The Lexus Design Awards with Simon Humphries
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In relation to these questions Simon Humphries gave some interesting insights on why automotive design today needs a revolution of ideas to keep up with mobility innovation. The head of Toyota and Lexus Global Design on the latest developments in automotive design and his role as a jury member in one of the most prestigious international Design Awards. British-born designer Simon joined Lexus already in 1994 and has since been involved in a wide range of different vehicle designs. Today, he leads his designer teams with creativity and the ability to turn ideas into reality.

Simon: "Before I joined the company, I had studied industrial design in the UK. So, I didn't have any experience with automotive design at all, but I brought experience from other fields. We also need that kind of flexibility for our transformation to a 'mobility company’.”

Asked about the role design plays in these times of efficiency, Simon answers: "The most important thing is that design takes into account the feelings of the user. And you have to be able to explain the design with the help of a story. That's why it's quite important for designers to be able to communicate. I always try to explain what our clients need and how my design reflects those needs. If you show a design to five different people, everyone will focus on different aspects. So, to communicate the goals of the design, we need to communicate. In the design studio where I used to work, I was solely responsible for explaining projects and convincing the client, and that experience still shapes my work today."

So what are his feelings about the standardization towards automated driving? "Some fear that automotive design will be standardized by autonomous driving. I believe that the opposite will be the case. No one needs their car for the same things all the time. For example, you drive it alone to work, another time to go shopping, or go on an excursion with your family. So it's better if the vehicle can respond to individual needs."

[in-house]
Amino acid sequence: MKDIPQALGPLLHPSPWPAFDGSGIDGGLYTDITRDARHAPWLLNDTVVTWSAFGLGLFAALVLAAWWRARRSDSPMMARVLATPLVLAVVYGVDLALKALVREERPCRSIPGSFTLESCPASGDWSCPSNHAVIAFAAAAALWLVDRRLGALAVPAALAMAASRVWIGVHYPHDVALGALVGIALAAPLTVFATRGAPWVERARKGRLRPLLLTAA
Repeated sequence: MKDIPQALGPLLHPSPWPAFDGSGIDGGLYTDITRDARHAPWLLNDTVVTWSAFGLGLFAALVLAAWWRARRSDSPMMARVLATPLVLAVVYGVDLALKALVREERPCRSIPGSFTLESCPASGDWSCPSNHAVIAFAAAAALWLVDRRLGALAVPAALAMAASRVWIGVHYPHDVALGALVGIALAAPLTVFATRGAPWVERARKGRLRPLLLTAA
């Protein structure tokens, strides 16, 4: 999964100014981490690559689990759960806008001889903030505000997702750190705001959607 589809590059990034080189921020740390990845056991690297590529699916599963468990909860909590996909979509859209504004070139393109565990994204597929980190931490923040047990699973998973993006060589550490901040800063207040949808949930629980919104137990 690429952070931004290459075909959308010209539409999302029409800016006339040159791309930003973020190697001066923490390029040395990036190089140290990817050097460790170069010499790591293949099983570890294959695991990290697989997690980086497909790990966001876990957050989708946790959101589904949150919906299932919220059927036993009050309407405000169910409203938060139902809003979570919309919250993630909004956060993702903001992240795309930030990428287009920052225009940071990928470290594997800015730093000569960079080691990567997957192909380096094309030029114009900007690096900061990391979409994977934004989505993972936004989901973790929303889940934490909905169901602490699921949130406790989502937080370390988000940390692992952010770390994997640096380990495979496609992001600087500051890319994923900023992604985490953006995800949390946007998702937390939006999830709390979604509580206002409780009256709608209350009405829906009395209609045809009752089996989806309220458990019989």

With all these rapid changes in the automotive space over the last years, one can get the impression that software engineering is somewhat eating design – what are his thoughts on this? "You can't design cars today with the same attitude as in the past. We need a revolution of ideas. There used to be clear trends in automotive design, but those days are gone. Customers have become incredibly diverse, and markets are changing rapidly. What matters to us is how quickly we can incorporate customer needs into our products."

"In the Lexus Design Award, all entrants have an equal chance." Simon Humphries, Jury Member of the Lexus Design Award 2021

Since last year, Simon Humphries has been a member of the jury for the Lexus Design Award, an international design competition the luxury brand of Toyota has held since 2013. The competition aims to discover and encourage up-and-coming designers who are creating ‘designs for a better future.’ Lexus announced the finalists of the Lexus Design Award 2021 in January. The renowned jury selected six up-and-coming designers from the original 2,079 applications from 66 countries.